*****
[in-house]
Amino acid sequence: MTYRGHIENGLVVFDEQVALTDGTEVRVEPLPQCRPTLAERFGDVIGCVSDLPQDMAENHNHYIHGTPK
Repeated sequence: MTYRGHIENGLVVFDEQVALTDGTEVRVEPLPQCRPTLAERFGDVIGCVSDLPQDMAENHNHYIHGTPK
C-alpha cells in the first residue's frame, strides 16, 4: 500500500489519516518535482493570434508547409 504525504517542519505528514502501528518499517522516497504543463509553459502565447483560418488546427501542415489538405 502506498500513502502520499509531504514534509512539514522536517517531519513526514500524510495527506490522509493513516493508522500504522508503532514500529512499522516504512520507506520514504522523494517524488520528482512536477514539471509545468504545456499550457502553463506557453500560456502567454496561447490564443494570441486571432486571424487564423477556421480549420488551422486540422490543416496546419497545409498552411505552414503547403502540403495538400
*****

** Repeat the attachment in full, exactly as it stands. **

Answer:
[in-house]
Amino acid sequence: MTYRGHIENGLVVFDEQVALTDGTEVRVEPLPQCRPTLAERFGDVIGCVSDLPQDMAENHNHYIHGTPK
Repeated sequence: MTYRGHIENGLVVFDEQVALTDGTEVRVEPLPQCRPTLAERFGDVIGCVSDLPQDMAENHNHYIHGTPK
C-alpha cells in the first residue's frame, strides 16, 4: 500500500489519516518535482493570434508547409 504525504517542519505528514502501528518499517522516497504543463509553459502565447483560418488546427501542415489538405 502506498500513502502520499509531504514534509512539514522536517517531519513526514500524510495527506490522509493513516493508522500504522508503532514500529512499522516504512520507506520514504522523494517524488520528482512536477514539471509545468504545456499550457502553463506557453500560456502567454496561447490564443494570441486571432486571424487564423477556421480549420488551422486540422490543416496546419497545409498552411505552414503547403502540403495538400